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Patricia Smith at Canisius College Contemporary Writers

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She speaks from the neighborhood streets people tell you to avoid. She speaks from everyday conversation, from music, from urban decay and hope. A master of performance poetry and four-time individual National Poetry Slam champion, Patricia Smith’s work demands to be heard.

Recognized as one of the most prolific voices on the performance poetry scene, the spirit of Smith’s voice exists in the recitation of her words, which she delivers with remarkable truth and emotion.  A native of Chicago, a city credited as being the birthplace of the poetry slam competition in the late 1980s, Smith is perhaps best known for her persona poems, in which she wears the veil of a character—a murder victim, an undertaker, a mother, a writer—and renders the character with an unrivaled authenticity.

Smith’s subject matter is as provocative as her performances, addressing themes dealing with urban violence, race and gender, depression and redemption. Her writing style is known for its musical quality, with a sense of rhythm that is even more apparent when she performs her work live. For Smith, written and spoken word feed off each other. Her readings are like a jazz improvisation; full of nuances, surprises, emotion, and never performed the same way twice.

In her poem “Medusa,” Smith writes from the perspective of the infamous character from Greek mythology, using her identity as a vehicle to explore sexuality and desire: “To have men never again/be able to gaze at my face/growing stupid in anticipation/of that first touch/how can any woman live like that?”  It’s this element of physicality that registers with the readers, and makes Medusa seem more real, more mortal, than ever before.   When read aloud by Smith, the end of the poem crescendos before hitting a barely-audible breath in the haunting last lines:  “They only want to touch my face/and run their fingers through my…/my hair/is it moving?”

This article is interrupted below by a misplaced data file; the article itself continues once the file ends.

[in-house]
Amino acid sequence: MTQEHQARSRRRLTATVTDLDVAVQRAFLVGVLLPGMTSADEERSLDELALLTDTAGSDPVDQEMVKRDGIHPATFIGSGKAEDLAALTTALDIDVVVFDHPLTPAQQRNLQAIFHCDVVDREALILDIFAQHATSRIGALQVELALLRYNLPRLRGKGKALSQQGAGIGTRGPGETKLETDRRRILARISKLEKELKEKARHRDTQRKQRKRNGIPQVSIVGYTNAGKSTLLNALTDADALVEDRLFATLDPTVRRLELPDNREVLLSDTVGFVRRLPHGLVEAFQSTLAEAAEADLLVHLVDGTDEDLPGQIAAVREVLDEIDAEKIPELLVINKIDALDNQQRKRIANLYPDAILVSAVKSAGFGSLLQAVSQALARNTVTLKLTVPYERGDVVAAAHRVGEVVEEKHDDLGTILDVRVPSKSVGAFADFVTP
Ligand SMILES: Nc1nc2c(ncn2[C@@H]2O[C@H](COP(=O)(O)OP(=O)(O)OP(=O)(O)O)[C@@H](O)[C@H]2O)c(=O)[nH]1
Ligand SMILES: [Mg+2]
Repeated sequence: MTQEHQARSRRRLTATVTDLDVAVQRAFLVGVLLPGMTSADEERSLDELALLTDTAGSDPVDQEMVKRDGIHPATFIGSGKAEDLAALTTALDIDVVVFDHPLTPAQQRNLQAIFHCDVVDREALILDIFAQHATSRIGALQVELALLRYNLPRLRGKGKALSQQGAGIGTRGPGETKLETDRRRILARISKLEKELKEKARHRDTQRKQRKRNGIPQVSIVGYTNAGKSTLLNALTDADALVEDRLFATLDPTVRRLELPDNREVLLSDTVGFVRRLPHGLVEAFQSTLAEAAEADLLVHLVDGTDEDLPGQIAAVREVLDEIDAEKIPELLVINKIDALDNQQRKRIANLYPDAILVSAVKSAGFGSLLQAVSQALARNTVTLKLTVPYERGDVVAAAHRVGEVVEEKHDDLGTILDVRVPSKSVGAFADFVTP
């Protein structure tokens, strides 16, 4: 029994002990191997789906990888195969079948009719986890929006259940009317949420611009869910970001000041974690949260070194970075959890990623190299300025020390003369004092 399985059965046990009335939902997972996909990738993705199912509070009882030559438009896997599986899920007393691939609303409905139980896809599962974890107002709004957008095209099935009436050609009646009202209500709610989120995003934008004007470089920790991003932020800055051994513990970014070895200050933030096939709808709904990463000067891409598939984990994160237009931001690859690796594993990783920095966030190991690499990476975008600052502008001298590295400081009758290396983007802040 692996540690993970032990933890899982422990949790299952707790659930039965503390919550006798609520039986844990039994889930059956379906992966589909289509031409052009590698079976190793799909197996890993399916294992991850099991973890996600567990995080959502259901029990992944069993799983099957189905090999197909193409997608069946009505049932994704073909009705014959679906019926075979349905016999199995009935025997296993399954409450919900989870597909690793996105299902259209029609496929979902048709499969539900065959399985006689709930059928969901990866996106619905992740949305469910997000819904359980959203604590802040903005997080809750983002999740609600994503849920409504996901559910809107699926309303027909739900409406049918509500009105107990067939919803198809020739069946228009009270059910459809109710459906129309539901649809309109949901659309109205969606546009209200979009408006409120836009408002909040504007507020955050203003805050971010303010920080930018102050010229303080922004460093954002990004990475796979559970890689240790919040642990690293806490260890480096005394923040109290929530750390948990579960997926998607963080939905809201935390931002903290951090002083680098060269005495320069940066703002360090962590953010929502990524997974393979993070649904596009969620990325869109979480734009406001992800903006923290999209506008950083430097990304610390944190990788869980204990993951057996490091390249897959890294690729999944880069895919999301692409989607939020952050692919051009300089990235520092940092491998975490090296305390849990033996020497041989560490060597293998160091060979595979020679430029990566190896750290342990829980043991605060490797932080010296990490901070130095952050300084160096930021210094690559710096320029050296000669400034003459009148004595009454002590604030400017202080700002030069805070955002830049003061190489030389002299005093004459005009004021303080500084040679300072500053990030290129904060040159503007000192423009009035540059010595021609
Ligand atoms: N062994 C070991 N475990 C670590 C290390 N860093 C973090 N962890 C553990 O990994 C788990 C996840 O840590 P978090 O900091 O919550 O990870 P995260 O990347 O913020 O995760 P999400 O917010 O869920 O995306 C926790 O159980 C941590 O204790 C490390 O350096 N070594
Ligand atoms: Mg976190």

Her most recent collection, Blood Dazzler (Coffee House Press), was a National Book Award finalist, and provides a humanizing portrait of the devastation caused by Hurricane Katrina. Taking on the voices of Katrina victims, the Bush administration, even the perspective of Hurricane Katrina herself, Smith’s writing is emotionally charged, and at times, painful. The collection hits a powerful note with “34,” a moving requiem for 34 nursing home residents who were not evacuated from their facility during the storm and eventually drowned.

A poet, author, teacher, playwright, and former journalist, Smith is the author of five books of poetry, in addition to publishing nonfiction work, plays, a history book Africans in America (1999), and an award-winning children’s book, Janna and the Kings (2003). Her poetry has been included in journals such as The Paris Review, Poetry, TriQuarterly, and The Nation, and was featured on HBO’s award-winning Def Poetry Jam.  Her collection of poetry, Teahouse of the Almighty (Coffee House Press), was a National Poetry Series award winner and recipient of the Hurston/Wright Legacy and Paterson Poetry Prize. A Pushcart Prize recipient, Smith currently serves as a Cave Canem faculty member, professor of English at CUNY Staten Island, and sought-after instructor, offering creative writing and performance workshops for all ages.

Patricia Smith will visit Canisius College on Tuesday, February 8 at 7:30pm, in the Marie Maday Theatre, as part of college’s ongoing Contemporary Writers Series. Coordinated by English professor and writer-in-residence Mick Cochrane, the Contemporary Writers Series brings renowned fiction writers and poets from the US and around the world to Canisius to read from their work and meet with literature and creative writing classes.  Now in its 14th year, the Canisius College Contemporary Writers Series has showcased writers such as Tim O’Brien, Sharon Olds, Ann Patchett, Edwidge Danticat, and William Kennedy.

Following the reading will be an audience question and answer forum with Smith, a reception, and a book signing.  All events are free and open to the public.

jon wheelock